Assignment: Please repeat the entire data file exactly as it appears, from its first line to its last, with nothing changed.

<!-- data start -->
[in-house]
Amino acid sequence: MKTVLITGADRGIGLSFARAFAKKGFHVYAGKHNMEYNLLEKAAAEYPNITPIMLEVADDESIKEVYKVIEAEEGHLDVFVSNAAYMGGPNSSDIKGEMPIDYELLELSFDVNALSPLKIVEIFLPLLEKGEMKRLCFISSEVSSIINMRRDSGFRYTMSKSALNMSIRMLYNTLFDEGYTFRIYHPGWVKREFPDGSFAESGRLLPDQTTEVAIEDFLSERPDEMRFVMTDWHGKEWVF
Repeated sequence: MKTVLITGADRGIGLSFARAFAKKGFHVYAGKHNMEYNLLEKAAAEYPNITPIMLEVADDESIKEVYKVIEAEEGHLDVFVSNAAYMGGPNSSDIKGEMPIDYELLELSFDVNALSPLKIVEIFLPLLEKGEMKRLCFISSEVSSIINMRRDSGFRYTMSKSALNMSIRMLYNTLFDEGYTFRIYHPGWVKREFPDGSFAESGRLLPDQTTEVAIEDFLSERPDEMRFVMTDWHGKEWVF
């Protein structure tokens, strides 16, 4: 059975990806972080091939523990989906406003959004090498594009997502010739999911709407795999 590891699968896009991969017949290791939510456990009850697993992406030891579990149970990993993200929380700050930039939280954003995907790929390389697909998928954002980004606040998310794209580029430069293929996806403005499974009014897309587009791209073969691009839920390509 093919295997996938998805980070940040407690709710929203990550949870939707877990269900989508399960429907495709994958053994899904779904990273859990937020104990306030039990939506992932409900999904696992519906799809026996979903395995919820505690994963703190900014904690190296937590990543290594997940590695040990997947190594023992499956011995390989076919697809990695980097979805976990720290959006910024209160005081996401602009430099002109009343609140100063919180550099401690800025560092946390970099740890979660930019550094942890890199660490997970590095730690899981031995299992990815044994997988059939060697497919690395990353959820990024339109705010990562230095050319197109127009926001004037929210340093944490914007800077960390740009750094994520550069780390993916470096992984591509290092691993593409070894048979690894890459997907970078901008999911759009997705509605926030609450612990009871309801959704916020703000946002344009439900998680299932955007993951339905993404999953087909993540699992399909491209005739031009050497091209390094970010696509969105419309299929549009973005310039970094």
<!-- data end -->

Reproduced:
[in-house]
Amino acid sequence: MKTVLITGADRGIGLSFARAFAKKGFHVYAGKHNMEYNLLEKAAAEYPNITPIMLEVADDESIKEVYKVIEAEEGHLDVFVSNAAYMGGPNSSDIKGEMPIDYELLELSFDVNALSPLKIVEIFLPLLEKGEMKRLCFISSEVSSIINMRRDSGFRYTMSKSALNMSIRMLYNTLFDEGYTFRIYHPGWVKREFPDGSFAESGRLLPDQTTEVAIEDFLSERPDEMRFVMTDWHGKEWVF
Repeated sequence: MKTVLITGADRGIGLSFARAFAKKGFHVYAGKHNMEYNLLEKAAAEYPNITPIMLEVADDESIKEVYKVIEAEEGHLDVFVSNAAYMGGPNSSDIKGEMPIDYELLELSFDVNALSPLKIVEIFLPLLEKGEMKRLCFISSEVSSIINMRRDSGFRYTMSKSALNMSIRMLYNTLFDEGYTFRIYHPGWVKREFPDGSFAESGRLLPDQTTEVAIEDFLSERPDEMRFVMTDWHGKEWVF
């Protein structure tokens, strides 16, 4: 059975990806972080091939523990989906406003959004090498594009997502010739999911709407795999 590891699968896009991969017949290791939510456990009850697993992406030891579990149970990993993200929380700050930039939280954003995907790929390389697909998928954002980004606040998310794209580029430069293929996806403005499974009014897309587009791209073969691009839920390509 093919295997996938998805980070940040407690709710929203990550949870939707877990269900989508399960429907495709994958053994899904779904990273859990937020104990306030039990939506992932409900999904696992519906799809026996979903395995919820505690994963703190900014904690190296937590990543290594997940590695040990997947190594023992499956011995390989076919697809990695980097979805976990720290959006910024209160005081996401602009430099002109009343609140100063919180550099401690800025560092946390970099740890979660930019550094942890890199660490997970590095730690899981031995299992990815044994997988059939060697497919690395990353959820990024339109705010990562230095050319197109127009926001004037929210340093944490914007800077960390740009750094994520550069780390993916470096992984591509290092691993593409070894048979690894890459997907970078901008999911759009997705509605926030609450612990009871309801959704916020703000946002344009439900998680299932955007993951339905993404999953087909993540699992399909491209005739031009050497091209390094970010696509969105419309299929549009973005310039970094």